Ahead of the competition, you’ll learn who the other finalists are in your category, as well as your judges. “A little research about your judges will tell you a lot about what they want to hear during your pitch,” said Erin. “Watch past SXSW pitch videos and observe the judges’ questions. There’s a bit of a formula and you’ll be able to practice what types of questions you’re likely to receive.”
Preparing for Austin
Once the finalists are announced, you may start receiving media inquiries about your company. Erin encourages finalists to, “have your headshots ready and a short company description prepared.”
Check out an article featuring Pathware published after SXSW made the finalists’ announcement.
Outside of the competition, you’ll need to prepare for your arrival and stay in Austin. Prices of almost everything will increase significantly while you’re there. Leverage your networks if you need to find budget-friendly places to stay. Also, consider arriving a day before the masses. “Everyone I spoke to who arrived on Friday complained about finding transportation or overall congestion,” said Erin. “I had an easier time coming in Thursday.”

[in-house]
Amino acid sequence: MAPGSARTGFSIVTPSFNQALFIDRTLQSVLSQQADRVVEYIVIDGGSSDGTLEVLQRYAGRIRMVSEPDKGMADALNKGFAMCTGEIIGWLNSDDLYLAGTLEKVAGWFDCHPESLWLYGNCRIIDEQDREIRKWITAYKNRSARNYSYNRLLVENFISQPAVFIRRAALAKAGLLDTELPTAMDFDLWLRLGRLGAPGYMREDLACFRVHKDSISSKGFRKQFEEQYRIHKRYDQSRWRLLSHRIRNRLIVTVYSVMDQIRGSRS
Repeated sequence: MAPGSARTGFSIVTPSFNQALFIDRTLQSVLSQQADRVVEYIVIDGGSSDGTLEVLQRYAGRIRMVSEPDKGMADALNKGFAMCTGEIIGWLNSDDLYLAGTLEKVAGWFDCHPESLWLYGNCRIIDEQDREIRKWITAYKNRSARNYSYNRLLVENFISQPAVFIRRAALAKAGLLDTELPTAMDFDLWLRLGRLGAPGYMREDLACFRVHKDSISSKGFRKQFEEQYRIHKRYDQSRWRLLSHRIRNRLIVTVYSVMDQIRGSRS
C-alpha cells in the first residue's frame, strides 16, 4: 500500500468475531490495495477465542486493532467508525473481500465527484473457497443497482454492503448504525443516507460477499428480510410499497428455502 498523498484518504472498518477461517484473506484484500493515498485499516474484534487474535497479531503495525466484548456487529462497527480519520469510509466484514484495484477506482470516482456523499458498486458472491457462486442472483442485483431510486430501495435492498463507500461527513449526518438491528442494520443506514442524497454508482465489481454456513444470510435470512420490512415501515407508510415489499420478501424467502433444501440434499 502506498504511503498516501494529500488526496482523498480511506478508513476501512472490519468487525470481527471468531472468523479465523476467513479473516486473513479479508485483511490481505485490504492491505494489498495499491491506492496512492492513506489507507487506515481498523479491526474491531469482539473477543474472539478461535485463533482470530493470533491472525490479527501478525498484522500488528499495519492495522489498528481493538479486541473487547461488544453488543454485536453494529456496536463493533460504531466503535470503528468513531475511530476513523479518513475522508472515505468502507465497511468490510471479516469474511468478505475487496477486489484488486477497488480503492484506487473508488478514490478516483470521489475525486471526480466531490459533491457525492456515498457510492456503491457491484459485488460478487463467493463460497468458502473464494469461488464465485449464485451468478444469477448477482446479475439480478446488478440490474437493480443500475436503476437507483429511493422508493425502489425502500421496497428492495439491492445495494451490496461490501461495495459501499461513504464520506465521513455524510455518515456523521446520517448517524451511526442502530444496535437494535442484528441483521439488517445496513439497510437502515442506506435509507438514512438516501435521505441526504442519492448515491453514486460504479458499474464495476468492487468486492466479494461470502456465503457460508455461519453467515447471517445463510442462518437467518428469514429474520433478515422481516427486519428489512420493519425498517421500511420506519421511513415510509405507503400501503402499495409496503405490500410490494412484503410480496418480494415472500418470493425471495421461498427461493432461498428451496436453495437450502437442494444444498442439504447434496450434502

The weather is hot, and the footprint of the event is expansive. Make sure you dress appropriately and pack a comfortable pair of walking shoes. Always plan on needing more time than anticipated to get to your destination.
It’s Go Time
The SXSW Pitch schedule is three days long. The first day you’ll get to practice your pitch twice in front of judges — but not the same individuals who will judge your final pitch. According to Erin, “Absolutely go to this practice, it gets a lot of the jitters out. You’ll also receive additional feedback from the practice judges at this time.” Michael says, that any pitch competition comes with feedback from judges that can sometimes be disheartening. “Try to rise above that. Go into each pitch focused on what you want to learn from the experience.”